GBB hit the topsoil running with three major garden projects underway this growing season. This year is the most ambitious for gardening projects since programming began in 2009 with the addition of a Community Garden, a Backyard Garden pilot project, and dozens of container gardens distributed to enhance food security in eastern Georgian Bay.
GBB’s gardening programs contribute to sustainable food systems, an important part of being a UNESCO biosphere reserve. A key factor of sustainable food systems is knowledge sharing and building capacity for people to grow their own food.
“It’s amazing to see how garden programming continues to evolve over time. What never changes is people’s overwhelming support, enthusiasm, and interest in growing their own food. This has only increased since we’ve started,” says Education Programs Manager, Delaina Arnold. “In our work along the Bay, the support from local partners and gardeners has turned a simple goal into an inspiring movement. People are hungry for more!”
With the help of volunteers this May, GBB finished a new community garden consisting of six raised beds in MacTier. This addition brings the total to nine community gardens that GBB supports throughout the region.
“As an apartment renter, I really appreciate having a community garden plot. I value that everything produced here has a smaller carbon footprint, and appreciate the taste so much more!” says Ashley, a Parry Sound Community Gardener. Later this year, an accessible path will be built around the raised garden beds at The Hub Community Garden in Parry Sound to create greater accessibility for wheelchair users.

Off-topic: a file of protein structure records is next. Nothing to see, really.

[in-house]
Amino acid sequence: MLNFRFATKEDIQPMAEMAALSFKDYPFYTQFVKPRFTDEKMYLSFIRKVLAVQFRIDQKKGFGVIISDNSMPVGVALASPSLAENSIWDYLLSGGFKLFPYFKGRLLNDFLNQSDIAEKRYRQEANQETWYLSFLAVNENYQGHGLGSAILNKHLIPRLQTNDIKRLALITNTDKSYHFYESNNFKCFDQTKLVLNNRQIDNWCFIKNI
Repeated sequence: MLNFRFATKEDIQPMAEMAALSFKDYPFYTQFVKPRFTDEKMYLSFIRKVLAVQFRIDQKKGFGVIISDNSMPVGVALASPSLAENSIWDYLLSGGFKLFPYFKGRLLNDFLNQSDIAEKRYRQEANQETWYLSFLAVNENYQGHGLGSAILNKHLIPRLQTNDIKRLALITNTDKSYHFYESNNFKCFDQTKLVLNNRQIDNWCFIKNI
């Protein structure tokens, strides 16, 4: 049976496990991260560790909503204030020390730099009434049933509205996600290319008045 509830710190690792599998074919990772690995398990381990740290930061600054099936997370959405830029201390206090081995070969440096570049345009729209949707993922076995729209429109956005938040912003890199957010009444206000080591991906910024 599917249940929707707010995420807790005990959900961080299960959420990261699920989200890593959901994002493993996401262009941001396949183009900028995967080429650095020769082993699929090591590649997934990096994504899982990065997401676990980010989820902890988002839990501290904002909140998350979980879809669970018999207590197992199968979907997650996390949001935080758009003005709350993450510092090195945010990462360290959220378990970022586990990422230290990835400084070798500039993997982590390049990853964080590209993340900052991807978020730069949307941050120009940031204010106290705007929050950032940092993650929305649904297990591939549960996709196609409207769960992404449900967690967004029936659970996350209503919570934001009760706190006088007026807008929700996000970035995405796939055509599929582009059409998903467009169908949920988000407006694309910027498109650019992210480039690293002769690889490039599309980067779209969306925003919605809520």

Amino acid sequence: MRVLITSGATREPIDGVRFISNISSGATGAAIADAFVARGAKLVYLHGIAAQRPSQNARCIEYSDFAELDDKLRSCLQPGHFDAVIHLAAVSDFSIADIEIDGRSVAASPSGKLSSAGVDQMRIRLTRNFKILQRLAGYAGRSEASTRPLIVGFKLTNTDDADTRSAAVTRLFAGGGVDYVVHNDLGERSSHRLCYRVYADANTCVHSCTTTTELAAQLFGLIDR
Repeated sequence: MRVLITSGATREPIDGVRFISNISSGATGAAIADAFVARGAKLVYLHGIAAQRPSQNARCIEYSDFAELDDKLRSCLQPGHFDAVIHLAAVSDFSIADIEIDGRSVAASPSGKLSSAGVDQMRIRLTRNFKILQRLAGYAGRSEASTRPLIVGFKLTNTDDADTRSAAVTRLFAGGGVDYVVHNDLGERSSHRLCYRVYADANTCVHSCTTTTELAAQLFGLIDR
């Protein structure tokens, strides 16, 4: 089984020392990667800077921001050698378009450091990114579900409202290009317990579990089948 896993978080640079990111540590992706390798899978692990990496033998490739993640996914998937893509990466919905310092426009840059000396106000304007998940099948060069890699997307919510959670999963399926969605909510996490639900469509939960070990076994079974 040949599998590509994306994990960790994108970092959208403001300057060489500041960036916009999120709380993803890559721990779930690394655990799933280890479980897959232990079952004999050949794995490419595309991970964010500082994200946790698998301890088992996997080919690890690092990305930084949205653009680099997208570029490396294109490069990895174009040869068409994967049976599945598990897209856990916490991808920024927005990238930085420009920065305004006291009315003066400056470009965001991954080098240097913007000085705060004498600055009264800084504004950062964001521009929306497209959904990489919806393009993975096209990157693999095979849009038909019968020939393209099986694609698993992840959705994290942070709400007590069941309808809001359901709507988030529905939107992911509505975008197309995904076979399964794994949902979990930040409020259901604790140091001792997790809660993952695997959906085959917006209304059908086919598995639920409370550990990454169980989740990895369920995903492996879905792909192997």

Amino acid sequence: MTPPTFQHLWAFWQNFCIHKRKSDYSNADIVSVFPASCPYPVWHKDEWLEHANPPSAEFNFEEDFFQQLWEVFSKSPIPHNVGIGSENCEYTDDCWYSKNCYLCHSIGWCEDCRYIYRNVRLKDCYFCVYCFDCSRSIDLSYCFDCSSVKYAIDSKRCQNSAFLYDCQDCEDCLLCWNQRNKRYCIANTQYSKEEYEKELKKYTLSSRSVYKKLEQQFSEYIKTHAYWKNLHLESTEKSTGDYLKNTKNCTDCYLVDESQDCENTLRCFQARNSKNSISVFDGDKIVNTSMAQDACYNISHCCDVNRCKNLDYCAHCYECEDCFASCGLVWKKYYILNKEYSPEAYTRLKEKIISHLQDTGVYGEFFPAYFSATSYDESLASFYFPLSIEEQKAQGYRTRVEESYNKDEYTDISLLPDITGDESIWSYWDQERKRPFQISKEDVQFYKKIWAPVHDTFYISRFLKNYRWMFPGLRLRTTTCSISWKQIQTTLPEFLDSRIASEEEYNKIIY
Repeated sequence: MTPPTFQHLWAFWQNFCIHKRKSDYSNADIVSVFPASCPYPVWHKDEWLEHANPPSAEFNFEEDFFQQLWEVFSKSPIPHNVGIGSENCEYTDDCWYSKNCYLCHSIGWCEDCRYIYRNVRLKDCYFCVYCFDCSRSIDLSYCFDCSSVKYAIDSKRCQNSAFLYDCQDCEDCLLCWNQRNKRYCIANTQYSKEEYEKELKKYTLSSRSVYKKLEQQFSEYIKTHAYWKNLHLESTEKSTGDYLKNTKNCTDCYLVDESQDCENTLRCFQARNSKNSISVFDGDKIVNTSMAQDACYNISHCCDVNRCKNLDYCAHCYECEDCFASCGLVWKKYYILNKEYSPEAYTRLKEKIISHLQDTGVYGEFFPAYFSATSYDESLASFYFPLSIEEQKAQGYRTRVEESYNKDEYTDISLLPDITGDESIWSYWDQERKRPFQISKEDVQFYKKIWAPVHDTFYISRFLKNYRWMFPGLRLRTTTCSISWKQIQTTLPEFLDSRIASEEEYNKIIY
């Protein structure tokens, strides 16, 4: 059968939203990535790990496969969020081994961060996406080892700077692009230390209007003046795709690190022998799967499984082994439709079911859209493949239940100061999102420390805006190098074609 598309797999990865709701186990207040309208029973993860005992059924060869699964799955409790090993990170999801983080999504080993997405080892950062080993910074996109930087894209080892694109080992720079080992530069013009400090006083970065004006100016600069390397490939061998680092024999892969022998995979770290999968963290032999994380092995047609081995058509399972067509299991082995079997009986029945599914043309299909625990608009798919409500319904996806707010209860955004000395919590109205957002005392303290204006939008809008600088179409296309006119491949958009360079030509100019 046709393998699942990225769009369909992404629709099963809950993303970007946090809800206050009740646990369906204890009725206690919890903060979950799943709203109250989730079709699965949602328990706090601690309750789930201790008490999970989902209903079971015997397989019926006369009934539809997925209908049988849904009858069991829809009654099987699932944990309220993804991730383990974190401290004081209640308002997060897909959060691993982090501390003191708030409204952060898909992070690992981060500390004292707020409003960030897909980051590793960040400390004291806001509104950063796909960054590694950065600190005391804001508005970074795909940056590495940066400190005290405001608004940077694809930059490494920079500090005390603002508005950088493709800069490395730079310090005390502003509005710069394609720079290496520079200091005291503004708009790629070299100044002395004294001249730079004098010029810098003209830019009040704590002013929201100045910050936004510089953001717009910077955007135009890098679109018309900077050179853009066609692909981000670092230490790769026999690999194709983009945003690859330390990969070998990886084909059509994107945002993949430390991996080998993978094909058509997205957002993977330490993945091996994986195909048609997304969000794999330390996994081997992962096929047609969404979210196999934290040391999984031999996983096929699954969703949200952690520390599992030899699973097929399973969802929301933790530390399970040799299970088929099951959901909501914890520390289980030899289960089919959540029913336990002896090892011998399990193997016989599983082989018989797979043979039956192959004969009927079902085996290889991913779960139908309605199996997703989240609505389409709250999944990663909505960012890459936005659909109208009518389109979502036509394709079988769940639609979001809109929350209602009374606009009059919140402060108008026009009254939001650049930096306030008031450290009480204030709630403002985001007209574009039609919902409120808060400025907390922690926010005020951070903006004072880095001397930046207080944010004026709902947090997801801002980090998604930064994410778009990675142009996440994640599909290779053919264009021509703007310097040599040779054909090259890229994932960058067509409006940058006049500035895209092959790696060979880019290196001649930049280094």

In addition to community garden expansion and upgrades, a Backyard Garden program was launched this spring with support from the Fyfe Foundation. The goal of the project is for families to develop the skills they need to become accomplished gardeners and grow healthy, affordable food for a lifetime without cost being a barrier to starting gardening. For the project, GBB staff fund all costs and work with participants to build a raised garden bed on their property, plant a variety of vegetables and herbs, and provide mentorship throughout the growing season. Community agencies helped GBB recruit thirty families to help build a garden they can use this season and future years.
“The Backyard Garden project has been very exciting for the participating families in Shawanaga First Nation,” says Zachary Potts, Family Well Being Coordinator with the Shawanaga First Nation Healing Centre. “We see people who now have the space to grow food when before they might not have. There was a ton of interest and we’re hopeful that this may stir even more momentum for local food projects.”
This year, the GBB was able to continue their “GrowingTogether” container gardening program that began in 2020 as a response to the pandemic. Over 60 elementary school students from MacTier and Honey Harbour public schools learned how to assemble planters full of vegetables, fruit and herbs. Students took their planters home and will harvest produce from them throughout the summer. With benefits ranging from physical exercise and fresh air, all the way to better mental health and improved diet, gardening is great for all ages!
Ready to grow your own food? Check out our gardening resources.